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Home » Flu vaccine during pregnancy – unrelated to autism

Flu vaccine during pregnancy – unrelated to autism

Last updated on October 1st, 2020 at 12:44 pm

There has been a general misconception that flu vaccine during pregnancy was not safe. Whether this was based on the general concerns about vaccines or something specific is difficult to determine. One of the worries was that getting a flu vaccine during pregnancy may cause a higher risk of autism in the baby.

We have tons of data that show us that vaccines are not related to autism spectrum disorder. Now we have another robust, large scale research study that establishes that autism is not link to flu vaccine during pregnancy.

Flu vaccine during pregnancy – the research


A team of researchers at Kaiser Permanente, an integrated health management consortium, published a new study in JAMA Pediatrics that attempted to answer, in part, whether there was any increased risk of autism after a mother received the flu vaccine during pregnancy. Kaiser is valuable to vaccine research since it manages all aspects of health of insured individuals allowing for easy access to short- and long-term data post vaccine. This is real epidemiological research as opposed to using a phone survey to obtain unsupported comments from parents.

The study examined the health records of nearly 200,000 children who were born at Kaiser Permanent facilities in Northern California between 2000 and 2010. They found that 3,101, or about 1.6%, had been diagnosed with autism through 2015. The age of diagnosis was between 2 and 15 years of age.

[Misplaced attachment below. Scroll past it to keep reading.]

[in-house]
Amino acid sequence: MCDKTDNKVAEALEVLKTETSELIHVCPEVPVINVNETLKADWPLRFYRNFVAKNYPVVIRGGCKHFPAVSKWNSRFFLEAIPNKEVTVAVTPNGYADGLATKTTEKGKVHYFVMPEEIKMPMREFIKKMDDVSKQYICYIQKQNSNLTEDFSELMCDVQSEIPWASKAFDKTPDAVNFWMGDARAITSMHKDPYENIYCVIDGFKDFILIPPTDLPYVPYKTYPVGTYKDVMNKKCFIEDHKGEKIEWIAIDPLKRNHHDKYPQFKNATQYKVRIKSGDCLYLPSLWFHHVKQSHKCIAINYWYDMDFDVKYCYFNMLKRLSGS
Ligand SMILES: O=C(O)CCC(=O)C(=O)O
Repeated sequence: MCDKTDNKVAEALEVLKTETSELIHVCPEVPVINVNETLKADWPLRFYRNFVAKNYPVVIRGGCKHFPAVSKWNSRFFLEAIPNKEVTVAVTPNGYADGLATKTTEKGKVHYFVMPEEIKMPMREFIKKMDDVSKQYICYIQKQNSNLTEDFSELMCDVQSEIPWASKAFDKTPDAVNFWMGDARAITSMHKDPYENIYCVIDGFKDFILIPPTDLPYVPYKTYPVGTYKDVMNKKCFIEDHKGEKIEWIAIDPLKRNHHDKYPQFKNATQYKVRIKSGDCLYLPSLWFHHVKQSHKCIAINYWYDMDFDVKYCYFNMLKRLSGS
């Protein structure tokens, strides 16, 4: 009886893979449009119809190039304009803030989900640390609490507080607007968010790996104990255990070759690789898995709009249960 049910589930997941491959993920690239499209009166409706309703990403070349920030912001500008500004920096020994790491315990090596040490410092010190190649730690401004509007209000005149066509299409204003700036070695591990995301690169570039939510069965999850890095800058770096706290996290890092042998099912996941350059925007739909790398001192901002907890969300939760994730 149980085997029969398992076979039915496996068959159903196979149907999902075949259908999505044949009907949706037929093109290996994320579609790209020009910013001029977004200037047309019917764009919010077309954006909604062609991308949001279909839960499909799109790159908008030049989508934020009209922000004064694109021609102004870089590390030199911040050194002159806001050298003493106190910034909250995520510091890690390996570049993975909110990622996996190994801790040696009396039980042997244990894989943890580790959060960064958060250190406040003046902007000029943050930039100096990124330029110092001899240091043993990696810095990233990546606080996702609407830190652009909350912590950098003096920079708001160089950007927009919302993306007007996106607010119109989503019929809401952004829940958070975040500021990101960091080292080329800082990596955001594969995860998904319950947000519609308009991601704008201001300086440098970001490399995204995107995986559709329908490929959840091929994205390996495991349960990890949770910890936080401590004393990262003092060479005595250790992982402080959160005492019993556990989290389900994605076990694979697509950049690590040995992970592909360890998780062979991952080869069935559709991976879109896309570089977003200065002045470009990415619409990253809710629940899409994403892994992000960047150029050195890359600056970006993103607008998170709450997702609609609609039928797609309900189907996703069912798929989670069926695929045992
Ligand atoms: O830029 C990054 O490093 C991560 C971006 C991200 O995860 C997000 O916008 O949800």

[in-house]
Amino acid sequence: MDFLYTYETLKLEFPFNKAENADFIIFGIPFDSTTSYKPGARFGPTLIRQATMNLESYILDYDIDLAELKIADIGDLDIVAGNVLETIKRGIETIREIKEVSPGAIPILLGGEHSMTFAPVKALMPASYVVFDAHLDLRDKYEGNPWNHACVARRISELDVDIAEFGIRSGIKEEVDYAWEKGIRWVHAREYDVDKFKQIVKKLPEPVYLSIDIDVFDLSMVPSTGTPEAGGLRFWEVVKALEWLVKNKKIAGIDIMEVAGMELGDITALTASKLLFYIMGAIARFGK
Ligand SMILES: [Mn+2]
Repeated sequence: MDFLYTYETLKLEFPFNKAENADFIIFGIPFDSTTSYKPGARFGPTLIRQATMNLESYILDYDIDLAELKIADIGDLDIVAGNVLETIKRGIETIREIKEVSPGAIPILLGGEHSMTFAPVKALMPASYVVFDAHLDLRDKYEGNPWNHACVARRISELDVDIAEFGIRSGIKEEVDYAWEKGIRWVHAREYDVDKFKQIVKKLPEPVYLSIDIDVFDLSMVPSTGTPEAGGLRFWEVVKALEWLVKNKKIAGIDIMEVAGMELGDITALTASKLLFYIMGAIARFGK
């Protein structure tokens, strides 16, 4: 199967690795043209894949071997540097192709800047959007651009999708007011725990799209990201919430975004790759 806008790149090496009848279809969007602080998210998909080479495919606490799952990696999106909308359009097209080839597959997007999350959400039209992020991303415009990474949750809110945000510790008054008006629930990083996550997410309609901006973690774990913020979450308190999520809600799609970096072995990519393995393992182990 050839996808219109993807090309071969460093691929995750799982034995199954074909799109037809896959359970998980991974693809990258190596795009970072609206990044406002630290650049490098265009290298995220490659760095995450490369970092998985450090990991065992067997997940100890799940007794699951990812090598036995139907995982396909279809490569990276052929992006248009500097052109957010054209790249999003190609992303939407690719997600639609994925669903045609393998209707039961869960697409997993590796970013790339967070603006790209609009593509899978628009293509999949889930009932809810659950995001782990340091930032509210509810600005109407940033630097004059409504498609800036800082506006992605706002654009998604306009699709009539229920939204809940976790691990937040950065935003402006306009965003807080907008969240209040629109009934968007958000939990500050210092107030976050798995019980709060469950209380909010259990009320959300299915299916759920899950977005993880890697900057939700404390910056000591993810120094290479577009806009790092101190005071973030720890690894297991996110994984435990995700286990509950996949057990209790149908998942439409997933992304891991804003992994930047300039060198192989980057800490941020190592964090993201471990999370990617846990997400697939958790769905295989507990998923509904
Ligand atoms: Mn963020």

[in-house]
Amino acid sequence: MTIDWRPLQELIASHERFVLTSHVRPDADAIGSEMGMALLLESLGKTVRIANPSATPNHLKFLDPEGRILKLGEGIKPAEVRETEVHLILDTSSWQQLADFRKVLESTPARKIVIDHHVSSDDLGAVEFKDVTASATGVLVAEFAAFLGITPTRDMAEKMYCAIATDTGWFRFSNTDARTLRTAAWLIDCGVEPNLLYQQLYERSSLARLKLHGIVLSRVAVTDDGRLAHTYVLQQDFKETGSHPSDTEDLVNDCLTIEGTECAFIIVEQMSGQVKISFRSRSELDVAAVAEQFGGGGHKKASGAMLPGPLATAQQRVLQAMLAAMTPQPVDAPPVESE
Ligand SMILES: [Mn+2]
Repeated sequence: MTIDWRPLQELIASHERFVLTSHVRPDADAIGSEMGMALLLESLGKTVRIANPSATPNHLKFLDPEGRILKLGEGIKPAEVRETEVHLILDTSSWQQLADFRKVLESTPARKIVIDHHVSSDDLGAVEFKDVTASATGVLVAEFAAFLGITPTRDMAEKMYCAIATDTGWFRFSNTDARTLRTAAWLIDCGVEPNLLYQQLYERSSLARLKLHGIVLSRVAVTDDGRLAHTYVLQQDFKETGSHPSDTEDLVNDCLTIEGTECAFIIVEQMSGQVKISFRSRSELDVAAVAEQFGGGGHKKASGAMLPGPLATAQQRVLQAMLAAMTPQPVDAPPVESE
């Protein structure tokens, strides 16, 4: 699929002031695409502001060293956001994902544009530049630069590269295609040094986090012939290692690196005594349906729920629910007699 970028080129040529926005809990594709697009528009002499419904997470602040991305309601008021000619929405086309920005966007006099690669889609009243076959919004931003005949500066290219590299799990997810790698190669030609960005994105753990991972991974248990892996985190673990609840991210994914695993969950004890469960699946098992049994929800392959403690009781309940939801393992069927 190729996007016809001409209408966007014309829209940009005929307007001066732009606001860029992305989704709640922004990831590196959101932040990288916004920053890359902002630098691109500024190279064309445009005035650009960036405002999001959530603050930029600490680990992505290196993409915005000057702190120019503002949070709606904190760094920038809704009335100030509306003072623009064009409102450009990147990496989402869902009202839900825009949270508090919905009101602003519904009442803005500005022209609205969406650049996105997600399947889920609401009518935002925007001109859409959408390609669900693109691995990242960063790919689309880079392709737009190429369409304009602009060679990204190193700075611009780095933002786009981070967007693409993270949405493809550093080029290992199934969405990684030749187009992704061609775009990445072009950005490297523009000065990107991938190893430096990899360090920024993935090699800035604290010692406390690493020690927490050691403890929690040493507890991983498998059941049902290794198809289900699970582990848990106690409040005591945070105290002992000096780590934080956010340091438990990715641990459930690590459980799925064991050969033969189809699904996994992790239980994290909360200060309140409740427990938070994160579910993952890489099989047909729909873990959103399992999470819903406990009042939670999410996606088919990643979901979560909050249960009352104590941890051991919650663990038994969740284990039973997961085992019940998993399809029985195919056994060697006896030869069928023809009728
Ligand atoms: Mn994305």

Since all of these children were diagnosed within the Kaiser system, we can make a reasonable assumption that the diagnostic criteria were reasonably consistent across all patients.

The researchers then looked at mothers’ health records to determine whether they had been diagnosed with flu or been given a flu vaccine. They found that less than 1% of these women contracted the flu, while about 23% received the flu vaccine while pregnant.

The researchers found the following:

  • Receiving the flu vaccine while pregnant does not appear to increase the risk of the baby being diagnosed with autism in later on.
  • Getting the flu while pregnant also does not appear to be linked with autism.
  • The rate of flu vaccination of pregnant women grew from 6% (wow) in 200 to 58% in 2010.

To be fair, the study did find a slight increase in risk of autism when mothers had a flu shot during the first trimester of pregnancy. If the risk would be assumed to be 16 out of 1000 births, then the increased risk of flu vaccine during the third trimester would be approximately 19 out of 1000. However, the error could be due to chance given the small numbers of children in that group and the multiple hypotheses the study tested. Since anti-vaccine types love to cherry pick data, I would predict that this will become a “thing,” except for the statistical fact that it is not a thing at all.

In case you were wondering, there were no effects were found during the second and third trimesters.

This study focused on the risks of autism from the flu or flu vaccine. One could conclude, from this data, that getting the flu vaccine or not would have little effect on the autism rate, which seems to be supported by the data. So why get the vaccine at all? Because contracting influenza has a negative outcome on other aspects of pregnancy:

Thanks to Andrew Wakefield, we have a evidence-free obsession with vaccines and autism. This wonderful study could have been used to look at other maternal outcomes to provide us with more data to convince mothers to get the flu vaccine during pregnancy. Instead, we have to continue to waste good research dollars chasing every possible angle to refute the crackpot hypothesis that vaccines are related to autism spectrum disorder.



Michael Simpson

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